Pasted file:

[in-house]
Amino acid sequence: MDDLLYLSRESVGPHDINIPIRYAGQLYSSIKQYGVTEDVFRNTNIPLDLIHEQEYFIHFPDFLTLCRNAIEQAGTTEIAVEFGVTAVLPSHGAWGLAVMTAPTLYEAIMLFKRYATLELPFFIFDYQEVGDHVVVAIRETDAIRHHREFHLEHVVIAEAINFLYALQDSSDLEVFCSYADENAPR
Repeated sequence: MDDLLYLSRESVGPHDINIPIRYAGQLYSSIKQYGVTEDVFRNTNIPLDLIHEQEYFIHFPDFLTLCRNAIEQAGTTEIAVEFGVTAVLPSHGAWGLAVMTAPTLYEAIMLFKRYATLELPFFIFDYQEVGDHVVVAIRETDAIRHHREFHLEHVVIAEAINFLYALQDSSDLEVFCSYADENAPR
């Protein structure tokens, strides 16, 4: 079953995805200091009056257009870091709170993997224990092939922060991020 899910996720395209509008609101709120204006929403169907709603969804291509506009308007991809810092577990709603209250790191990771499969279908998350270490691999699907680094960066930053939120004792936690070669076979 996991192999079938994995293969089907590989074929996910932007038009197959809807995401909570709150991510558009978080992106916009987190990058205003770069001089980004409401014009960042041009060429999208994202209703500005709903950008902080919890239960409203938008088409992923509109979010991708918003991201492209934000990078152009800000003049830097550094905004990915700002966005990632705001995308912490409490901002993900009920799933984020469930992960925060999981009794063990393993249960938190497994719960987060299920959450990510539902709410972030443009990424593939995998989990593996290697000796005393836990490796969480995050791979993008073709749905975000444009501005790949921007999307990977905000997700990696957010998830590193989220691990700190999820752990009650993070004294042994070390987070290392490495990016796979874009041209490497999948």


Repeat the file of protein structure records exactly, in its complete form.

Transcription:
[in-house]
Amino acid sequence: MDDLLYLSRESVGPHDINIPIRYAGQLYSSIKQYGVTEDVFRNTNIPLDLIHEQEYFIHFPDFLTLCRNAIEQAGTTEIAVEFGVTAVLPSHGAWGLAVMTAPTLYEAIMLFKRYATLELPFFIFDYQEVGDHVVVAIRETDAIRHHREFHLEHVVIAEAINFLYALQDSSDLEVFCSYADENAPR
Repeated sequence: MDDLLYLSRESVGPHDINIPIRYAGQLYSSIKQYGVTEDVFRNTNIPLDLIHEQEYFIHFPDFLTLCRNAIEQAGTTEIAVEFGVTAVLPSHGAWGLAVMTAPTLYEAIMLFKRYATLELPFFIFDYQEVGDHVVVAIRETDAIRHHREFHLEHVVIAEAINFLYALQDSSDLEVFCSYADENAPR
């Protein structure tokens, strides 16, 4: 079953995805200091009056257009870091709170993997224990092939922060991020 899910996720395209509008609101709120204006929403169907709603969804291509506009308007991809810092577990709603209250790191990771499969279908998350270490691999699907680094960066930053939120004792936690070669076979 996991192999079938994995293969089907590989074929996910932007038009197959809807995401909570709150991510558009978080992106916009987190990058205003770069001089980004409401014009960042041009060429999208994202209703500005709903950008902080919890239960409203938008088409992923509109979010991708918003991201492209934000990078152009800000003049830097550094905004990915700002966005990632705001995308912490409490901002993900009920799933984020469930992960925060999981009794063990393993249960938190497994719960987060299920959450990510539902709410972030443009990424593939995998989990593996290697000796005393836990490796969480995050791979993008073709749905975000444009501005790949921007999307990977905000997700990696957010998830590193989220691990700190999820752990009650993070004294042994070390987070290392490495990016796979874009041209490497999948």